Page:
Thursday, April 26, 2012

¡Derby De Mayo!

So Saturday, May 5th we got Cinco de Mayo which, although its roots are about Mexican victory from France's occupation during the later 1840's, is celebrated with intense drinking and eating of Mexican imports more north of the border than in most parts of Mexico. It is normally confused with Mexico's Independence day which actually lands on September 16. And then every so often, if you are lucky, then two of the most important drinking days of the year land on the same weekend dayThat Saturday is also the Run for the Roses  or "The most exciting two minutes in Sports" or better known as The Kentucky Derby which is held the first Saturday in May. This one also has a commerical interest. Bourbon based drinks like mint juleps served in silver cups (120,000 sold at last years derby) and traditional "roadkill soup" known as Burgoo (actually a delicious hearty spicy meat stew).  These two events are some of the most popular excuses for Americans to eat, drink, be merry and take part once a year in cultures rich with tradition unlike their own. ¡Come on down to Franklin & Company Tavern and see how we celebrate both in style!

Tuesday, April 17, 2012

Zagat Time in Los Angeles!

What started in 1979 at the Zagat's house was dinner conversation with friends over the unreliability of the New York Times food reviews. What it became 34 years later was one of the nations leading surveys of consumerism.  

Yelp may seem like it is  preeminent out there with consumer based reviews on the internet but we forget the Zagat business mantra since 1979.  It states;
 "Zagat Survey® is a business based on a simple premise – that the shared opinions of thousands of avid consumers with real experiences are inherently more accurate than the opinions of just one or two critics. Through our guides, we give people the power of a collective voice and the information to make smart decisions."

There is a definite argument taking place in the food review scene on Zagat V.S Yelp and both sides have merit. Below are some recurring frustrations with these two institutions.  

Zagat skews to an older, more moneyed crowd, while Yelp skews towards 20 somethings.
Yelp is free and Zagat isn't ($24.95/year to view ratings and reviews).
Zagat's is pretty much an old fogey restaurant review guide. You won't see a Zagat review of either the Bacon Dog Cart or Farolito's, but you will see Gary Danko's.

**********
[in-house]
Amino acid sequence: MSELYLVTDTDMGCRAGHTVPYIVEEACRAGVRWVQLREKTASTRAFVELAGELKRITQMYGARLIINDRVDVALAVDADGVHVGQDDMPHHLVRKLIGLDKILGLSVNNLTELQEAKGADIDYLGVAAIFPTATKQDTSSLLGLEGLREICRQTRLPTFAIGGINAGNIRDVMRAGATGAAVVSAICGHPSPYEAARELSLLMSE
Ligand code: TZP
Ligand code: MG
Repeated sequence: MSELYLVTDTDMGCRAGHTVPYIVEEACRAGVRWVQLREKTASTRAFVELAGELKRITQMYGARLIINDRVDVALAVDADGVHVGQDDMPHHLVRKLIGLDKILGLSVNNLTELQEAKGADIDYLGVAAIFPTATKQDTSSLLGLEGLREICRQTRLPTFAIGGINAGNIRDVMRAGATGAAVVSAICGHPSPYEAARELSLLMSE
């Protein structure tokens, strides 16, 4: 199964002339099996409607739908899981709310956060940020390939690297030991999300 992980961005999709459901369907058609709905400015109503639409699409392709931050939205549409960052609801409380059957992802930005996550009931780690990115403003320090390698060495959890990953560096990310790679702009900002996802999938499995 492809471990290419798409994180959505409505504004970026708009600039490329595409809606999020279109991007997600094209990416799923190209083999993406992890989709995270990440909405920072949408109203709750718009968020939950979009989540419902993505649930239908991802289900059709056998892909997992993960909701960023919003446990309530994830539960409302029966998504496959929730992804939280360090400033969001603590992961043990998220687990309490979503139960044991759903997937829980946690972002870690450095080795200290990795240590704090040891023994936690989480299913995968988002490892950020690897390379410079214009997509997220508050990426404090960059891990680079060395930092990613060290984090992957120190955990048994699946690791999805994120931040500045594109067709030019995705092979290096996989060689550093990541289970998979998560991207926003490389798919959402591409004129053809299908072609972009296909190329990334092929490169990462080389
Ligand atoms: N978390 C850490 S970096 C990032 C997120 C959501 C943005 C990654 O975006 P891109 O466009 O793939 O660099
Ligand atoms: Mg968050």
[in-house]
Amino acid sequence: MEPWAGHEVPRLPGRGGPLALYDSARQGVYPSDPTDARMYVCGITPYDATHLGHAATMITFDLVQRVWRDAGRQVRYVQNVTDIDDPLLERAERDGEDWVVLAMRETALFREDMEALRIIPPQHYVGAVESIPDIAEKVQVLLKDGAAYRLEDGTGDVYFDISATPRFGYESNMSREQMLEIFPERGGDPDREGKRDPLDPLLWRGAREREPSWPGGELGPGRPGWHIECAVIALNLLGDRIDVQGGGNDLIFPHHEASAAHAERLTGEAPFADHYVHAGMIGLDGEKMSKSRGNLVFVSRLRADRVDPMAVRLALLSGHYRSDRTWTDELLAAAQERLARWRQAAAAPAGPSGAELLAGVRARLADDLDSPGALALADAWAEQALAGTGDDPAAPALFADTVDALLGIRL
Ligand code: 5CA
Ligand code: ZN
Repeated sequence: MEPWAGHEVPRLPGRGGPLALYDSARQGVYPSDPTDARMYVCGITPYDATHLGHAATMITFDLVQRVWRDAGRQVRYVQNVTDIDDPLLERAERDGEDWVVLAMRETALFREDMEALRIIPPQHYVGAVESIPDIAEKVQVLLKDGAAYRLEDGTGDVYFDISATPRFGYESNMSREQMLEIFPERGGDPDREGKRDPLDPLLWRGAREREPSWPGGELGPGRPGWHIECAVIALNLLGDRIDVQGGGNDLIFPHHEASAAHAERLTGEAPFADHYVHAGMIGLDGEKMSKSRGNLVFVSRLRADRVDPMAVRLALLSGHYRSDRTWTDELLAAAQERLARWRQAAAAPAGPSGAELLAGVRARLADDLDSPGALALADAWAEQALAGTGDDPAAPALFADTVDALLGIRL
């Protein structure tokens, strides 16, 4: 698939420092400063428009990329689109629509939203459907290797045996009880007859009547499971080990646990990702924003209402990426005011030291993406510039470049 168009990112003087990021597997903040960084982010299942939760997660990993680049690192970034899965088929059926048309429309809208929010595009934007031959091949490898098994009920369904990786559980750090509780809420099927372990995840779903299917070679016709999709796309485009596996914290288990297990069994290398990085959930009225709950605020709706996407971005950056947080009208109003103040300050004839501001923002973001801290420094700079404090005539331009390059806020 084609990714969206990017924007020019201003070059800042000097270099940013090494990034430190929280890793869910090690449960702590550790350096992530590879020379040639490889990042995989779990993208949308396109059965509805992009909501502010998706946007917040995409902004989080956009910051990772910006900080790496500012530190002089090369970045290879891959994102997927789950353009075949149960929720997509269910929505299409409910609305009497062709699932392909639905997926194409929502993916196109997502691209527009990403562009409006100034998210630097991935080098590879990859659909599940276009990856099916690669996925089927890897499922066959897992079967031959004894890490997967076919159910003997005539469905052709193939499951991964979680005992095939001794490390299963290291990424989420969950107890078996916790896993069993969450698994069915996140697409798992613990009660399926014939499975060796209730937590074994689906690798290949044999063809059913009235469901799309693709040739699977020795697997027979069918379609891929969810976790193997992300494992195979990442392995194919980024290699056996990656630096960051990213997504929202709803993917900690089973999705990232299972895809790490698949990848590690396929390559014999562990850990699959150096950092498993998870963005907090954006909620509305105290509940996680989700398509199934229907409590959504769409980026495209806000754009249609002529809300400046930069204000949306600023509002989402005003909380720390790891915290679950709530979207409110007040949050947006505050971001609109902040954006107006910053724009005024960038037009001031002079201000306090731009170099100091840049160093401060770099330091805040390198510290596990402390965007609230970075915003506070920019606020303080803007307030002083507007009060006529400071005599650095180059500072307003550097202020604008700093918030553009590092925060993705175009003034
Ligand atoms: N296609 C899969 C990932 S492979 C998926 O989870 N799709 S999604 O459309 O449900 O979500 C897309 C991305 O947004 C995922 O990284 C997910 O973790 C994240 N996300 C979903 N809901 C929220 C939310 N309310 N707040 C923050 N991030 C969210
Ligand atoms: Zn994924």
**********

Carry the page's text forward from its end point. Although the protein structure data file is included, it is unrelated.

You can't trust 90% of the reviews on Yelp. Most people don't know jack and are just mad that they had to wait 5 minutes for a table, etc. 
Most of the reviewers are insipid hipsters, and the really sharp reviewers often get drowned out in the noise. 
They both suck. Zagat is stuck in the past and isn't broad enough. Yelp is too broad and run by monkeys -- seems like every other review on there reads something along the lines of "the restaurant was great! my friends and i got pretty drunk and had a great time, besides my boyfriend was telling really funny jokes that night so it was an AMAZING NIGHT!" -- totally irrelevant blather that has nothing to do with the actual restaurant in question. Feels more like Facebook than a restaurant review site.

Most everyone has settled where they land in this debate. One thing to mention however regarding one of the quotes above is that Zagat is indeed free if you go to to cast your vote of the restaurants you like around the Los Angeles area or click on the image below. 

Friday, April 13, 2012

Triple Crown at Franklin Tavern!

The Run for the Roses is upon us! Greg and Jeremy have been frequenting the Santa Anita race track and getting all sorts of ideas and promotions in place to be one of the few bars in Hollywood making an event out of the triple crown races! 

The Kentucky Derby this year landed on Cinco de Mayo but that's okay. Come on down and celebrate the Derby de Mayo. Get a free drink by coming in a derby bonnet or a sombrero! Join in the festivities with craft beer on draft, mint juleps, margaritas, or Red Stag iced tea.